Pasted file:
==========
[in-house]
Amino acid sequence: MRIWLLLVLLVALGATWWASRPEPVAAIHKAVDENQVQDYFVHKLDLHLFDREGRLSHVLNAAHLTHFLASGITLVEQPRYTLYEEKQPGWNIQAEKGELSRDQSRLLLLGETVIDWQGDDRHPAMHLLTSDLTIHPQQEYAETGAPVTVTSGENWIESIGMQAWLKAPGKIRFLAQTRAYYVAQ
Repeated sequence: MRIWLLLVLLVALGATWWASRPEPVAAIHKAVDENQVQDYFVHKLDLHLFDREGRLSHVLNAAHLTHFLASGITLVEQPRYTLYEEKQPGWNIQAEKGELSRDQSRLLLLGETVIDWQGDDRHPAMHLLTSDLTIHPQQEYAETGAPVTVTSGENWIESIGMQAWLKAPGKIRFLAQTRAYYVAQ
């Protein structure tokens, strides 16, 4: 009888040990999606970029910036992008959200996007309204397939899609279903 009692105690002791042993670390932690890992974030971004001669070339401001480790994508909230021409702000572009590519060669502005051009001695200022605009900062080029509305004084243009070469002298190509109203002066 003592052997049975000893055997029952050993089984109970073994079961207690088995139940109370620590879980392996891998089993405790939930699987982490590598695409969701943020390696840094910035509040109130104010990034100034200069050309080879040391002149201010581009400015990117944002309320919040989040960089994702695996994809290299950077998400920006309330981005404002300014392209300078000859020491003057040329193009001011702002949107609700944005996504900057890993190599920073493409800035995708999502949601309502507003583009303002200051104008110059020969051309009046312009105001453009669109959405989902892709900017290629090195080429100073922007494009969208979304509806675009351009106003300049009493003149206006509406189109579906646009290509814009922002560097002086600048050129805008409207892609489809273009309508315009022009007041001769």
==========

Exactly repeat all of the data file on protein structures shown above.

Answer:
[in-house]
Amino acid sequence: MRIWLLLVLLVALGATWWASRPEPVAAIHKAVDENQVQDYFVHKLDLHLFDREGRLSHVLNAAHLTHFLASGITLVEQPRYTLYEEKQPGWNIQAEKGELSRDQSRLLLLGETVIDWQGDDRHPAMHLLTSDLTIHPQQEYAETGAPVTVTSGENWIESIGMQAWLKAPGKIRFLAQTRAYYVAQ
Repeated sequence: MRIWLLLVLLVALGATWWASRPEPVAAIHKAVDENQVQDYFVHKLDLHLFDREGRLSHVLNAAHLTHFLASGITLVEQPRYTLYEEKQPGWNIQAEKGELSRDQSRLLLLGETVIDWQGDDRHPAMHLLTSDLTIHPQQEYAETGAPVTVTSGENWIESIGMQAWLKAPGKIRFLAQTRAYYVAQ
């Protein structure tokens, strides 16, 4: 009888040990999606970029910036992008959200996007309204397939899609279903 009692105690002791042993670390932690890992974030971004001669070339401001480790994508909230021409702000572009590519060669502005051009001695200022605009900062080029509305004084243009070469002298190509109203002066 003592052997049975000893055997029952050993089984109970073994079961207690088995139940109370620590879980392996891998089993405790939930699987982490590598695409969701943020390696840094910035509040109130104010990034100034200069050309080879040391002149201010581009400015990117944002309320919040989040960089994702695996994809290299950077998400920006309330981005404002300014392209300078000859020491003057040329193009001011702002949107609700944005996504900057890993190599920073493409800035995708999502949601309502507003583009303002200051104008110059020969051309009046312009105001453009669109959405989902892709900017290629090195080429100073922007494009969208979304509806675009351009106003300049009493003149206006509406189109579906646009290509814009922002560097002086600048050129805008409207892609489809273009309508315009022009007041001769």